Memory Design (Part 2 of 2)
Let's dive straight in by bringing up the board interconnects from the lower card:
First 'translation' job is to take the computer data bus, which is 12V for a logic 1 and disconnected for a 0, and wire that out to 5V for 1 and ground for 0. That's not overly complicated and looks like this:
Let's turn now to the data bus feed coming back from the memory chip which will also need gating so that it only influences the data bus of the computer when needed:
To get the memory value all the way out to the computer data bus there's a bit more translation required. In this case if the memory chip is putting out 5V on a line the relay driver will sink 12V to ground whereas if the memory chip is at ground on a line the relay driver will hold at 12V (logically inverted). To make this work this is the only place in the computer where we play with the 'other' side of the relay coil (which is usually soldered to ground):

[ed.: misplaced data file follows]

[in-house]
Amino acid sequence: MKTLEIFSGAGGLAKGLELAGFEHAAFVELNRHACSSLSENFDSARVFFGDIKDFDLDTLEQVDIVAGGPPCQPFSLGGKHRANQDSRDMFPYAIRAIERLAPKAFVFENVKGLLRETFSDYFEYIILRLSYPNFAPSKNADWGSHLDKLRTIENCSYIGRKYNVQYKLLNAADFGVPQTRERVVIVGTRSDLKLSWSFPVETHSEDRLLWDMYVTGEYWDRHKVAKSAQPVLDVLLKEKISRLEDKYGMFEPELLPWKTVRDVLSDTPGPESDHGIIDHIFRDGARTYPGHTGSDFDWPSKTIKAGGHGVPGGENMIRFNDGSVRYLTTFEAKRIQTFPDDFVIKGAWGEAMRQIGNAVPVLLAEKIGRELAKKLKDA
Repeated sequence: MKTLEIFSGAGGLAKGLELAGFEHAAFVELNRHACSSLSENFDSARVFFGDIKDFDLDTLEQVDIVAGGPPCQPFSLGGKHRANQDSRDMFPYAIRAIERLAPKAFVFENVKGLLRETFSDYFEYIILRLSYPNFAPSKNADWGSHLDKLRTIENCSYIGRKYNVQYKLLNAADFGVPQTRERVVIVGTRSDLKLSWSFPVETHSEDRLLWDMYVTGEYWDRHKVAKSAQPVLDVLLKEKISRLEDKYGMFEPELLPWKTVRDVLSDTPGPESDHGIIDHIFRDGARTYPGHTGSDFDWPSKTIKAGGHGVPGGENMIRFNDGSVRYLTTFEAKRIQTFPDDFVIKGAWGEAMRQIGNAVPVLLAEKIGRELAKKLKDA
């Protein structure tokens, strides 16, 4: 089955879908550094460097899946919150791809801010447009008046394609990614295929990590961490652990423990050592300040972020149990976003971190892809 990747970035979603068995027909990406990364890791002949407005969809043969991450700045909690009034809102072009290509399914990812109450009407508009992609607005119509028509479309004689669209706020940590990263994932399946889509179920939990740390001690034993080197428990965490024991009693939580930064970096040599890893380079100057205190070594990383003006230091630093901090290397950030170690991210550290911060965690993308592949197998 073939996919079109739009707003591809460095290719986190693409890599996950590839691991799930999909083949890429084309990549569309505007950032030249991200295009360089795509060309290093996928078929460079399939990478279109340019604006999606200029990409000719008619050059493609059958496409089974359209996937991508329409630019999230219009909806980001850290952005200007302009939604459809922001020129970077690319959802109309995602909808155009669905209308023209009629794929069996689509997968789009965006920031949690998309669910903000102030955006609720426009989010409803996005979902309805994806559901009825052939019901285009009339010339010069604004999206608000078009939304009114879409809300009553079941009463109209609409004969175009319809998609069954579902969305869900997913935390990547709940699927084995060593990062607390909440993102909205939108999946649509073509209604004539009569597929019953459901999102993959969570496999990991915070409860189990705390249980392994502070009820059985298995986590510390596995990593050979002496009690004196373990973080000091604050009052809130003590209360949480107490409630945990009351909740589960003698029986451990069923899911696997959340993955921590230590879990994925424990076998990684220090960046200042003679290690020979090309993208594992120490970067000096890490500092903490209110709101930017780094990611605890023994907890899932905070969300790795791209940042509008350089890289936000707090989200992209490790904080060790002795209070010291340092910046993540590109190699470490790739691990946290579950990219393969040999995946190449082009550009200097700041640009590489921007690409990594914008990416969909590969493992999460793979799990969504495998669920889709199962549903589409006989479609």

The final part of the data bus 'picture' is to operate the write enable (WE) and output enable (OE) lines of the memory chip which as mentioned earlier operate in reverse of what you'd expect: 5V to disable and ground to enable. Only one additional relay is required:
That completes the data bus wiring but seems a shame not to fill the remaining space of the card with yet more relays so let's go for that:
So, that's ended up as one of the 'busier' card designs in the computer and it's one where I'll need to be careful with the wiring when constructing. Nonetheless that's the memory unit design complete and ready to go and as always you can find a PDF version on my Google drive here.
With the memory card, program counter and incrementer design in the bag we're very close to having a computer that can run a program in memory. In the next post I'll cover the final piece of the puzzle which is to update the controller card to orchestrate using these three units together.